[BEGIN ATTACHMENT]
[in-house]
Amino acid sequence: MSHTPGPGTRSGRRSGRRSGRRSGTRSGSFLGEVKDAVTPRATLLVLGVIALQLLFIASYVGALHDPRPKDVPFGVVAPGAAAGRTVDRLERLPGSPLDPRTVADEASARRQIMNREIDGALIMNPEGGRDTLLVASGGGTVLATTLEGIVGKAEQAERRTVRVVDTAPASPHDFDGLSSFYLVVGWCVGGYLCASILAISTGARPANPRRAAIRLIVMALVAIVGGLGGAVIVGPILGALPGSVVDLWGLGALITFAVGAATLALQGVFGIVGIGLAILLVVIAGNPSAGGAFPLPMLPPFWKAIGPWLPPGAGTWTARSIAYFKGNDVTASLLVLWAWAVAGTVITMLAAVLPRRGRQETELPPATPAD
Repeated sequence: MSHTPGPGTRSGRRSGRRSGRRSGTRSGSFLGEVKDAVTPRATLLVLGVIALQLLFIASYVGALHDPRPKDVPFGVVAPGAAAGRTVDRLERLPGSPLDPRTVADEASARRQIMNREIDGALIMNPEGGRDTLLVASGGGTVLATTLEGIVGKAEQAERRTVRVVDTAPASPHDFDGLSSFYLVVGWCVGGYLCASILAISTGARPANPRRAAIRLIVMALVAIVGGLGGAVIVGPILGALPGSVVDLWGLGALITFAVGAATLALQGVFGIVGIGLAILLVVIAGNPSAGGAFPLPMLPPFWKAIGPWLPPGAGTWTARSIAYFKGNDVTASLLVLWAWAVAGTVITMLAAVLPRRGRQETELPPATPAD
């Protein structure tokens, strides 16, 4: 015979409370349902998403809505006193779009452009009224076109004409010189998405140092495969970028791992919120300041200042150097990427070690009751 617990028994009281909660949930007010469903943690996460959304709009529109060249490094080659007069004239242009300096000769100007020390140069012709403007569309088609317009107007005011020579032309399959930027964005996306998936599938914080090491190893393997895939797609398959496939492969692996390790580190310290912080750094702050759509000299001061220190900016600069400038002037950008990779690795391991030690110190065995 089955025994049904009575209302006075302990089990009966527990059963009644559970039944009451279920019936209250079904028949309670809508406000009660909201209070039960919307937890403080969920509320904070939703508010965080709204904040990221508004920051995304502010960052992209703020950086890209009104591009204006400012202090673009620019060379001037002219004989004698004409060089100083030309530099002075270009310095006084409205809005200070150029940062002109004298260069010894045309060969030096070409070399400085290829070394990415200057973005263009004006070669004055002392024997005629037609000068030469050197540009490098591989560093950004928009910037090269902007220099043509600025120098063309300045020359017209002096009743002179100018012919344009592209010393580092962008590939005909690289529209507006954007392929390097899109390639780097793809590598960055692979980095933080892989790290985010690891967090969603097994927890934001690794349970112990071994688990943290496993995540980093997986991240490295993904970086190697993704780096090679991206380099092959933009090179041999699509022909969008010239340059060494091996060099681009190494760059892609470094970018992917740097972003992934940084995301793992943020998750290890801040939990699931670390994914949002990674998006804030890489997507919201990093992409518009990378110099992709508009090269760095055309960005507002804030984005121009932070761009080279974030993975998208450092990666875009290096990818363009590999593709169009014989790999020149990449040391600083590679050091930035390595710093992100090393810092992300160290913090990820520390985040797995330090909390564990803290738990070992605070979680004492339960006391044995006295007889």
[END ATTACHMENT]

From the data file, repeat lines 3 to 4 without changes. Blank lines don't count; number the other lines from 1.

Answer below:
Repeated sequence: MSHTPGPGTRSGRRSGRRSGRRSGTRSGSFLGEVKDAVTPRATLLVLGVIALQLLFIASYVGALHDPRPKDVPFGVVAPGAAAGRTVDRLERLPGSPLDPRTVADEASARRQIMNREIDGALIMNPEGGRDTLLVASGGGTVLATTLEGIVGKAEQAERRTVRVVDTAPASPHDFDGLSSFYLVVGWCVGGYLCASILAISTGARPANPRRAAIRLIVMALVAIVGGLGGAVIVGPILGALPGSVVDLWGLGALITFAVGAATLALQGVFGIVGIGLAILLVVIAGNPSAGGAFPLPMLPPFWKAIGPWLPPGAGTWTARSIAYFKGNDVTASLLVLWAWAVAGTVITMLAAVLPRRGRQETELPPATPAD
């Protein structure tokens, strides 16, 4: 015979409370349902998403809505006193779009452009009224076109004409010189998405140092495969970028791992919120300041200042150097990427070690009751 617990028994009281909660949930007010469903943690996460959304709009529109060249490094080659007069004239242009300096000769100007020390140069012709403007569309088609317009107007005011020579032309399959930027964005996306998936599938914080090491190893393997895939797609398959496939492969692996390790580190310290912080750094702050759509000299001061220190900016600069400038002037950008990779690795391991030690110190065995 089955025994049904009575209302006075302990089990009966527990059963009644559970039944009451279920019936209250079904028949309670809508406000009660909201209070039960919307937890403080969920509320904070939703508010965080709204904040990221508004920051995304502010960052992209703020950086890209009104591009204006400012202090673009620019060379001037002219004989004698004409060089100083030309530099002075270009310095006084409205809005200070150029940062002109004298260069010894045309060969030096070409070399400085290829070394990415200057973005263009004006070669004055002392024997005629037609000068030469050197540009490098591989560093950004928009910037090269902007220099043509600025120098063309300045020359017209002096009743002179100018012919344009592209010393580092962008590939005909690289529209507006954007392929390097899109390639780097793809590598960055692979980095933080892989790290985010690891967090969603097994927890934001690794349970112990071994688990943290496993995540980093997986991240490295993904970086190697993704780096090679991206380099092959933009090179041999699509022909969008010239340059060494091996060099681009190494760059892609470094970018992917740097972003992934940084995301793992943020998750290890801040939990699931670390994914949002990674998006804030890489997507919201990093992409518009990378110099992709508009090269760095055309960005507002804030984005121009932070761009080279974030993975998208450092990666875009290096990818363009590999593709169009014989790999020149990449040391600083590679050091930035390595710093992100090393810092992300160290913090990820520390985040797995330090909390564990803290738990070992605070979680004492339960006391044995006295007889």